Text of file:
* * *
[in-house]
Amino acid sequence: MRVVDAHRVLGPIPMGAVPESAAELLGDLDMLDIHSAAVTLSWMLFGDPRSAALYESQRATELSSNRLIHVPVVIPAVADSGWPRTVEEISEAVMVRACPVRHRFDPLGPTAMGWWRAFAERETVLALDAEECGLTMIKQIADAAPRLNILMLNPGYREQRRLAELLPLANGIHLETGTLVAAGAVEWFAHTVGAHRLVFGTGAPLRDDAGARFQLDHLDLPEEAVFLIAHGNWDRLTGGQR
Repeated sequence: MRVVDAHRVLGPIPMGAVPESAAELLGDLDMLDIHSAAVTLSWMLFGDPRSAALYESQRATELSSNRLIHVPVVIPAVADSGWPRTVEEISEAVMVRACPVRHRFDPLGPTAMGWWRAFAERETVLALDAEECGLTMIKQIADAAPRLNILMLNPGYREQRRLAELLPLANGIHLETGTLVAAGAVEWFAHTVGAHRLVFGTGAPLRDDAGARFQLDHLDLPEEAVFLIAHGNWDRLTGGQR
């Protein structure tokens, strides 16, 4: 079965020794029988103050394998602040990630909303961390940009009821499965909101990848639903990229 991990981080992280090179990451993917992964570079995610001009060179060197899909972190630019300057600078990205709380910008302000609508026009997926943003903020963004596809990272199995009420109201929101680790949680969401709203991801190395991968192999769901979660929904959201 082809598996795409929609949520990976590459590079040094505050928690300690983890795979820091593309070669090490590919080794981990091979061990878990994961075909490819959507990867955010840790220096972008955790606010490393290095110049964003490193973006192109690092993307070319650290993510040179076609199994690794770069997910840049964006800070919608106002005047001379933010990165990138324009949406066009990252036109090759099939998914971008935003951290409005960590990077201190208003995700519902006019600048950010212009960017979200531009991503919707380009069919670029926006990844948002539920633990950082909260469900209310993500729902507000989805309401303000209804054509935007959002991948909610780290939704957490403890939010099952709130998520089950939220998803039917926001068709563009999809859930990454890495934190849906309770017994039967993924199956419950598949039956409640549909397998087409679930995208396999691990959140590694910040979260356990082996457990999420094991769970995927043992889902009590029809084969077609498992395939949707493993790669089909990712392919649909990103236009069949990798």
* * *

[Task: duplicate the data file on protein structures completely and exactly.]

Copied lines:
[in-house]
Amino acid sequence: MRVVDAHRVLGPIPMGAVPESAAELLGDLDMLDIHSAAVTLSWMLFGDPRSAALYESQRATELSSNRLIHVPVVIPAVADSGWPRTVEEISEAVMVRACPVRHRFDPLGPTAMGWWRAFAERETVLALDAEECGLTMIKQIADAAPRLNILMLNPGYREQRRLAELLPLANGIHLETGTLVAAGAVEWFAHTVGAHRLVFGTGAPLRDDAGARFQLDHLDLPEEAVFLIAHGNWDRLTGGQR
Repeated sequence: MRVVDAHRVLGPIPMGAVPESAAELLGDLDMLDIHSAAVTLSWMLFGDPRSAALYESQRATELSSNRLIHVPVVIPAVADSGWPRTVEEISEAVMVRACPVRHRFDPLGPTAMGWWRAFAERETVLALDAEECGLTMIKQIADAAPRLNILMLNPGYREQRRLAELLPLANGIHLETGTLVAAGAVEWFAHTVGAHRLVFGTGAPLRDDAGARFQLDHLDLPEEAVFLIAHGNWDRLTGGQR
């Protein structure tokens, strides 16, 4: 079965020794029988103050394998602040990630909303961390940009009821499965909101990848639903990229 991990981080992280090179990451993917992964570079995610001009060179060197899909972190630019300057600078990205709380910008302000609508026009997926943003903020963004596809990272199995009420109201929101680790949680969401709203991801190395991968192999769901979660929904959201 082809598996795409929609949520990976590459590079040094505050928690300690983890795979820091593309070669090490590919080794981990091979061990878990994961075909490819959507990867955010840790220096972008955790606010490393290095110049964003490193973006192109690092993307070319650290993510040179076609199994690794770069997910840049964006800070919608106002005047001379933010990165990138324009949406066009990252036109090759099939998914971008935003951290409005960590990077201190208003995700519902006019600048950010212009960017979200531009991503919707380009069919670029926006990844948002539920633990950082909260469900209310993500729902507000989805309401303000209804054509935007959002991948909610780290939704957490403890939010099952709130998520089950939220998803039917926001068709563009999809859930990454890495934190849906309770017994039967993924199956419950598949039956409640549909397998087409679930995208396999691990959140590694910040979260356990082996457990999420094991769970995927043992889902009590029809084969077609498992395939949707493993790669089909990712392919649909990103236009069949990798």